When you have completed this module, you should be able to:
- Write thermochemical equations using data obtained from a calorimeter
- Use thermochemical equations to relate the masses of reactants and products to the amount of enthalpy released or absorbed by a system
- Use Hess' Law and standard enthalpies of formation to predict the enthalpy changes of unknown reactions
As you have seen in the previous two modules, many (actually, nearly all) changes in the world involve some exchange of energy. Scientists have devised a concise way of describing both the change that takes place and the change in energy or some other thermodynamic quantity that accompanies that change. This shorthand is called a thermochemical equation .
H2O (s) H2O (l) DH = 6.00 kJ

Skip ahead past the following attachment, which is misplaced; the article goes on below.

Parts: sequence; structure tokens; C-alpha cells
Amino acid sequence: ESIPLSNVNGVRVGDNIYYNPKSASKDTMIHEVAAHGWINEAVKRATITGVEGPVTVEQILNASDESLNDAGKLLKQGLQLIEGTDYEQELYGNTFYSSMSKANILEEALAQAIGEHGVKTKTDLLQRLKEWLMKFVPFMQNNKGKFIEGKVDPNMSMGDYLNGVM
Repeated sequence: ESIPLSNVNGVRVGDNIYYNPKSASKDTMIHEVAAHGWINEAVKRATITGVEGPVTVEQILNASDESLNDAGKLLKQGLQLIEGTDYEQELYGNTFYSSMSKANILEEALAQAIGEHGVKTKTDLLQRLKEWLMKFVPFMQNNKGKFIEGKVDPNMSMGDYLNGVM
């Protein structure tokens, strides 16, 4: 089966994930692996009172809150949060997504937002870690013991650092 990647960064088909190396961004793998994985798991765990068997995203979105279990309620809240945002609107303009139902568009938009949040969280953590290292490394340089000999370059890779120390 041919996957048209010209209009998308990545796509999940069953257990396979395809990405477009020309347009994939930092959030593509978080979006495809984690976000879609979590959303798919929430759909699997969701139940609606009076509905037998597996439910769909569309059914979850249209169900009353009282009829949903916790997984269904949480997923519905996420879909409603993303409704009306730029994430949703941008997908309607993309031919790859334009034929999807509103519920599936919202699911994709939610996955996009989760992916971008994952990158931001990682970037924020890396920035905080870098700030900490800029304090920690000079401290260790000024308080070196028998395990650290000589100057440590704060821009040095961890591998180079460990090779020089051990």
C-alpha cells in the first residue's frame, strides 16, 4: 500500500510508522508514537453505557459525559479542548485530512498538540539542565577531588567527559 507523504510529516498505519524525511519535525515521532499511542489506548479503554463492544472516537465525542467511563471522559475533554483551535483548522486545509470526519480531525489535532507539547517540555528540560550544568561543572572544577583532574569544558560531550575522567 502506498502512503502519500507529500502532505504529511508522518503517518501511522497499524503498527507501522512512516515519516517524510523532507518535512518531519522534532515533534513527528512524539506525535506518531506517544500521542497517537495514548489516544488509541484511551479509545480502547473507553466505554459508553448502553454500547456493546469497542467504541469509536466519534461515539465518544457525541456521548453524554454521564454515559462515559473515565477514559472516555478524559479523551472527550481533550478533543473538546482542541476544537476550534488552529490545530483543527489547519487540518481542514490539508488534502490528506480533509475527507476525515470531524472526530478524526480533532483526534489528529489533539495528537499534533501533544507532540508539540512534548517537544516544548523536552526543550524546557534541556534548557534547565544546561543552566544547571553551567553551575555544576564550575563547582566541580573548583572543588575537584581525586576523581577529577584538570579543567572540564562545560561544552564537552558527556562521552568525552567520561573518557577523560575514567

A thermochemical equation has two parts: a balanced chemical equation and the change in one or more thermodynamic quantities (e.g., temperature, energy, or enthalpy) that occurs when that change occurs. The balanced equation can describe either a physical change (as in the example shown) or a chemical change. In the example above, the equation states that when one mole of solid water melts into liquid water at 0 ºC, the enthalpy of the system increases by 6.00 kJ (the reactants and products in a thermochemical equation will almost always be the system in a thermodynamics problem). This module will show you how thermochemical equations work and how a relatively small number of special thermochemical equations allow you to predict the outcomes of many other reactions.